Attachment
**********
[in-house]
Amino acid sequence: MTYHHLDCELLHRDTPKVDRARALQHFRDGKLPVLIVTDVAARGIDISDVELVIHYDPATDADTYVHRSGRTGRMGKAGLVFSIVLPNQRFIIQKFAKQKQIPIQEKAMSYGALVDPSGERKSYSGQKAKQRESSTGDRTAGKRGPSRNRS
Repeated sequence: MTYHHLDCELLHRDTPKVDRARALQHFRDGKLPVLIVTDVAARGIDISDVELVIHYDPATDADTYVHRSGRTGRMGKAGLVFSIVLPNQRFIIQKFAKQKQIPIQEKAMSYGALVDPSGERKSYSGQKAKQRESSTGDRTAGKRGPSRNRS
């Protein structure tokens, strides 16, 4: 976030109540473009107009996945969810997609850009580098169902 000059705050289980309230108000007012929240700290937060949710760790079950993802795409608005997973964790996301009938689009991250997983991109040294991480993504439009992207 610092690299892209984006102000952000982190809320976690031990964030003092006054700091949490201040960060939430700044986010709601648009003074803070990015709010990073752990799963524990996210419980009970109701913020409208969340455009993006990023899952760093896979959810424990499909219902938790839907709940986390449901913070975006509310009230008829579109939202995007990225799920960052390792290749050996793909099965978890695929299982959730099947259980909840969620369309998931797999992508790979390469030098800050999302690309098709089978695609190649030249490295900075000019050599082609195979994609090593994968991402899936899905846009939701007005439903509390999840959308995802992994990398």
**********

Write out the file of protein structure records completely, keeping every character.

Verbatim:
[in-house]
Amino acid sequence: MTYHHLDCELLHRDTPKVDRARALQHFRDGKLPVLIVTDVAARGIDISDVELVIHYDPATDADTYVHRSGRTGRMGKAGLVFSIVLPNQRFIIQKFAKQKQIPIQEKAMSYGALVDPSGERKSYSGQKAKQRESSTGDRTAGKRGPSRNRS
Repeated sequence: MTYHHLDCELLHRDTPKVDRARALQHFRDGKLPVLIVTDVAARGIDISDVELVIHYDPATDADTYVHRSGRTGRMGKAGLVFSIVLPNQRFIIQKFAKQKQIPIQEKAMSYGALVDPSGERKSYSGQKAKQRESSTGDRTAGKRGPSRNRS
């Protein structure tokens, strides 16, 4: 976030109540473009107009996945969810997609850009580098169902 000059705050289980309230108000007012929240700290937060949710760790079950993802795409608005997973964790996301009938689009991250997983991109040294991480993504439009992207 610092690299892209984006102000952000982190809320976690031990964030003092006054700091949490201040960060939430700044986010709601648009003074803070990015709010990073752990799963524990996210419980009970109701913020409208969340455009993006990023899952760093896979959810424990499909219902938790839907709940986390449901913070975006509310009230008829579109939202995007990225799920960052390792290749050996793909099965978890695929299982959730099947259980909840969620369309998931797999992508790979390469030098800050999302690309098709089978695609190649030249490295900075000019050599082609195979994609090593994968991402899936899905846009939701007005439903509390999840959308995802992994990398």